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Sheetal.Pandey
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Manager
Fun
Sheetal.Pandey   6/27/2014 4:57:00 AM
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I tried answering all the questions. Enjoyed short and seet. Got few of them correct. This is nice. May be we can have these coming on every fridays...good learning.

David Ashton
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Blogger
Re: Fun
David Ashton   6/27/2014 6:40:08 AM
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Thanks as always Martin.  Got 3/5 - came short on the language one and no 5.  Should have known better on this one as I have come across it before.  Silly idea though, if they have a unique letter, what's the point of putting the number?

Measurement.Blues
User Rank
CEO
Re: Fun
Measurement.Blues   6/27/2014 11:10:51 AM
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Sheetal (and everyone else).

I used up my one and only set of questions that were already done. I will tyr to run them one in awhile and perhaps you can help. Please send questions to me at martin.rowe@ubm.com. I'll compile them and post.

speff
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Rookie
Re: Fun
speff   6/30/2014 12:32:45 PM
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Got them all- I guess I must be an instrument guy. LOL.

I'm not convinced you can't use type B below 0°C but it has a nasty hook around there where it reverses slope, so a given mV can map to more than one temperature, and nobody that I've seen has bothered to measure the mV below 0°C (the only reason to use such a nasty Pt-Rh thermocouple is if you have to go up to very high temperatures (>1500°C)).

Andrewier
User Rank
Freelancer
Re: Fun
Andrewier   7/3/2014 3:06:00 PM
@David Ashton

I am not sure if we are talking about the same (or my bad English is tricking me), but... let it go:

If the matter is DB x DE connector designations, the first letter (D) is for 'D' type (or trapezoidal), second - A,B...E is for shell size and the number, for the number of pins, of course. For example, we can have DB25 and DB31 - same shell size but different number of pins. The same for the - once ubiquitous - DE9 (PC serial port) and DE15 (aka VGA) .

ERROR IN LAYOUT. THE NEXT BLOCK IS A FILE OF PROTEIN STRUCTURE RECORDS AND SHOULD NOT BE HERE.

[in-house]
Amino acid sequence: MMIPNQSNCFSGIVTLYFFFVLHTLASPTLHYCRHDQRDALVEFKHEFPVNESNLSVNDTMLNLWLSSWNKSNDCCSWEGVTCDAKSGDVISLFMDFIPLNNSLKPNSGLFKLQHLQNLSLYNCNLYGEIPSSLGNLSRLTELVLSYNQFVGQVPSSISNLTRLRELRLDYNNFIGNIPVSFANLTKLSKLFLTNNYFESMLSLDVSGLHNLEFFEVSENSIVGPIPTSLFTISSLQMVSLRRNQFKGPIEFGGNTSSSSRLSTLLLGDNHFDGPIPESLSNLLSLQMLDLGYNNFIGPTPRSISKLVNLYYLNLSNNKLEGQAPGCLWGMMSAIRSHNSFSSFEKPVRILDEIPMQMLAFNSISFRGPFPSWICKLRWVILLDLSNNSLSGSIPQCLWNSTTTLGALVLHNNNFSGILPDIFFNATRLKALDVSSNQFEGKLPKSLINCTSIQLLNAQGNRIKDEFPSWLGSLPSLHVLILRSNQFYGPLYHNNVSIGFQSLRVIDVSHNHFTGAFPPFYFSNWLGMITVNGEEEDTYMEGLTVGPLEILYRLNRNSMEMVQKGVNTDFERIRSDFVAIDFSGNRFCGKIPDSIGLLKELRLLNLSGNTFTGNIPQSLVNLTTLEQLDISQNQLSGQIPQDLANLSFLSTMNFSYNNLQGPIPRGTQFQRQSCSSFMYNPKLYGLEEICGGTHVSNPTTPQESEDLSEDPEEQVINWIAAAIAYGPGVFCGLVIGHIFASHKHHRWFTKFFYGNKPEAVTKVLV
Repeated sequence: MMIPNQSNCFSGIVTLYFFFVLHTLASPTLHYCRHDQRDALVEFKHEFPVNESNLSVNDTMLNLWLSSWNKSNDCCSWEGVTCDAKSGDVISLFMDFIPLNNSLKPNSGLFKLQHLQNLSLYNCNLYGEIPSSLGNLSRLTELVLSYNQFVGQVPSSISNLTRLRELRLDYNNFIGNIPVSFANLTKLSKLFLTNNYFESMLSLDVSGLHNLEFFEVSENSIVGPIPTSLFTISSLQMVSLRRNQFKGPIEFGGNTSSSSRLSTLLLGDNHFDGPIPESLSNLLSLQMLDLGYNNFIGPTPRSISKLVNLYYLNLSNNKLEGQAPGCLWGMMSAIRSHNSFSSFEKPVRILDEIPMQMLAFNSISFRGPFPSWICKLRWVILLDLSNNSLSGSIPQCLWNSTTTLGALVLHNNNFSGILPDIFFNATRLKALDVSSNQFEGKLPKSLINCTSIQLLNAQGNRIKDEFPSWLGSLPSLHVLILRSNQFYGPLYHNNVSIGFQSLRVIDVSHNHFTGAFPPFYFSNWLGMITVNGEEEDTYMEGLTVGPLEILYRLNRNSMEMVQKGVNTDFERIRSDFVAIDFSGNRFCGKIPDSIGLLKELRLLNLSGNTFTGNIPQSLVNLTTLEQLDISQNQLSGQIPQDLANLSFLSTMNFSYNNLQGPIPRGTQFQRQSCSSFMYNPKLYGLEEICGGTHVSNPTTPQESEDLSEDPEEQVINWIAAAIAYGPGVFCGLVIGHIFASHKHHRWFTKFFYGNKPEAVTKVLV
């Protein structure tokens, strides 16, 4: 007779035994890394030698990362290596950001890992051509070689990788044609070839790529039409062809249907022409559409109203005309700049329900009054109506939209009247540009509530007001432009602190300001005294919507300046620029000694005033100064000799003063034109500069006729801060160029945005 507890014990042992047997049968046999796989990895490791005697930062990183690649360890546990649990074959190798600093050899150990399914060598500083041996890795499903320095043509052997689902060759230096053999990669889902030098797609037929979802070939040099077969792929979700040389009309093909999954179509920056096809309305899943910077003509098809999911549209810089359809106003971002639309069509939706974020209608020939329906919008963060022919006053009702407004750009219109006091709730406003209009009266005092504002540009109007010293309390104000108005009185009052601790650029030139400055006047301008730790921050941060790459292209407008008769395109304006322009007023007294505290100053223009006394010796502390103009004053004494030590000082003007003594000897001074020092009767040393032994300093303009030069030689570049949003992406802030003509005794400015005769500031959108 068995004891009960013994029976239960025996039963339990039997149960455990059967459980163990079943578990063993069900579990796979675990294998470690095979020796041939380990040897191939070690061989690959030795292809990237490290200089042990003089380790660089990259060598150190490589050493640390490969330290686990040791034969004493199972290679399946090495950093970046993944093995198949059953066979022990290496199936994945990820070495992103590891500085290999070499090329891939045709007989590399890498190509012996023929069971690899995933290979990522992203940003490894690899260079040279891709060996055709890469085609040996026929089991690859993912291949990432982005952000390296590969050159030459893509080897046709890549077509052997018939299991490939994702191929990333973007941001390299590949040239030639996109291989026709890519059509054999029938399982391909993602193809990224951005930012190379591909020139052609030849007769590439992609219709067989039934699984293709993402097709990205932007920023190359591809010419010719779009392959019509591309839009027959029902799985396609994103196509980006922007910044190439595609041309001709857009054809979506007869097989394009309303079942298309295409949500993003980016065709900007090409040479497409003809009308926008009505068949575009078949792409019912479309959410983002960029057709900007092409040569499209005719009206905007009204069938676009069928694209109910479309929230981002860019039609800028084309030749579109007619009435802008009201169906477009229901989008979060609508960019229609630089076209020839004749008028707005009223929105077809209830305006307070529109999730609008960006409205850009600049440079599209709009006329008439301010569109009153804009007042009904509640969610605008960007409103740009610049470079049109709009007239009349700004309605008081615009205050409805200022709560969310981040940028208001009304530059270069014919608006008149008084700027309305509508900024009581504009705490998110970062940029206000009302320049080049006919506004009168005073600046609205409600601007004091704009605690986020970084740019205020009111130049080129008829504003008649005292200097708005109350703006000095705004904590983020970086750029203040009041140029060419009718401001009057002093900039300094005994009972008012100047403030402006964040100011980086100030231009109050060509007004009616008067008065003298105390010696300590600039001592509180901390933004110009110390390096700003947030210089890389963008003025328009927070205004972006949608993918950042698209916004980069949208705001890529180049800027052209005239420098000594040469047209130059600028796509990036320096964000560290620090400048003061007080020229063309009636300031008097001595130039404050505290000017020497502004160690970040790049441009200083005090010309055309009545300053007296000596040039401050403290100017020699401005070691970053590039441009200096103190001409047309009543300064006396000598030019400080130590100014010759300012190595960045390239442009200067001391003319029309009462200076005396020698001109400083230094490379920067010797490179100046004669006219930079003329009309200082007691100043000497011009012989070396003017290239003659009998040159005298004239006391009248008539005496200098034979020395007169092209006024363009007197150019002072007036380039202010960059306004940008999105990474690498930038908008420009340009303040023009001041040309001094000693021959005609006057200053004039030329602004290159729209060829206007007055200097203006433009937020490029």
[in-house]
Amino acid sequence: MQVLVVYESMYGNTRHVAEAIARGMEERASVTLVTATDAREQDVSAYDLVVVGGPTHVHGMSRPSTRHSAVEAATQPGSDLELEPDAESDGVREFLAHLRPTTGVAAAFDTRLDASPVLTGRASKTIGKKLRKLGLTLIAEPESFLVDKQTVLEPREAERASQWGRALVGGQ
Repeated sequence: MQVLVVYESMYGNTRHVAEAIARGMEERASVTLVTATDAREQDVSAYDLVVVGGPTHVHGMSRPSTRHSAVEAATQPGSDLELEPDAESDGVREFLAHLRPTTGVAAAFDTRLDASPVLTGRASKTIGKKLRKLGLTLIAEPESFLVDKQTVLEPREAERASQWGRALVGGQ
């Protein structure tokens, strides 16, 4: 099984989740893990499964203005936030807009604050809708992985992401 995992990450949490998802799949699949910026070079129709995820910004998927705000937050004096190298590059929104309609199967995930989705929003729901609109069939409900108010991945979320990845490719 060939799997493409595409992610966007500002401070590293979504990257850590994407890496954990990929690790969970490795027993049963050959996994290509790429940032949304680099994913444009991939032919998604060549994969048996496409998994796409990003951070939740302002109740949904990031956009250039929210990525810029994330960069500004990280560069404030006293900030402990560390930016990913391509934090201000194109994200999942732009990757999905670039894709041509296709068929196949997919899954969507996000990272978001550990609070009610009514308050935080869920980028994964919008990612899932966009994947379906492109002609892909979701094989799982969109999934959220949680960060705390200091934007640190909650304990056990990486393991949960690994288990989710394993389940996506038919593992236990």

Regards,

AW.

 

David Ashton
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Blogger
Re: Fun
David Ashton   7/3/2014 4:23:01 PM
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@Andrewier....Thanks for that, very well put, I'd forgotten about VGAs.  I guess there  is some sense to it.   Are you sure about DB-31 - I remember seeing a high denisty plug the sdame size as a DB-25 but (like a VGA) with 3 rows of pins, but there would have been a lot more than 31 there....

Andrewier
User Rank
Freelancer
Re: Fun
Andrewier   7/3/2014 5:52:10 PM
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@David Ashton... I am glad to be of help, despite my limited English abilities. From what I remember ITT Cannon and Amphenol used to have all sorts of D-Subs, 2 and 3 rows kinds with odd countings like 25, 31, 36, 37, 51 and so on. Also interesting to note that shell size grows in order A, B, C, D and suddenly shrinks to E, the smaller of all shells. I remember that was a heavy nightmare to understand the Cannon catalog in order to build a proper P/N for ordering. I used to buy it for geomagnetic sensors, requiring shells and everything else to be made of non magnetic alloys, as brass or aluminum.  It was a real challenge requiring double checking (usually more than one person) to make shure we wouldn't buy very expensive wrong parts!

David Ashton
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Blogger
Re: Fun
David Ashton   7/3/2014 6:24:09 PM
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@Andrewier...."despite my limited English abilities."   Please don't apologise, if my command of other languages (French and Afrikaans in my case) was as good as your English, I would be a happy man!

I've also seen D-subs with coax connectors in them as well as pins.  Pretty rare though.  And they are also confusing in what is male and what is female the shells have a different sense to the pins.  I stick with Pins = male which seems right most of the time.   Don't you hate it when you misinterpret the catalog and you end up with wrong parts????

MeasurementBlues
User Rank
Blogger
Re: Fun
MeasurementBlues   7/6/2014 12:06:02 AM
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@Andrewier, you are correct about the letters indicating connector shaoe and shell size. Click on the image for the source.



 

 

MeasurementBlues
User Rank
Blogger
Re: Fun
MeasurementBlues   7/6/2014 12:10:38 AM
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@David,

When I worked at the long gone GCA, We used B-side connectors with heavly wires and pins for carrying power to modules uses in wafer-processing stations.



 

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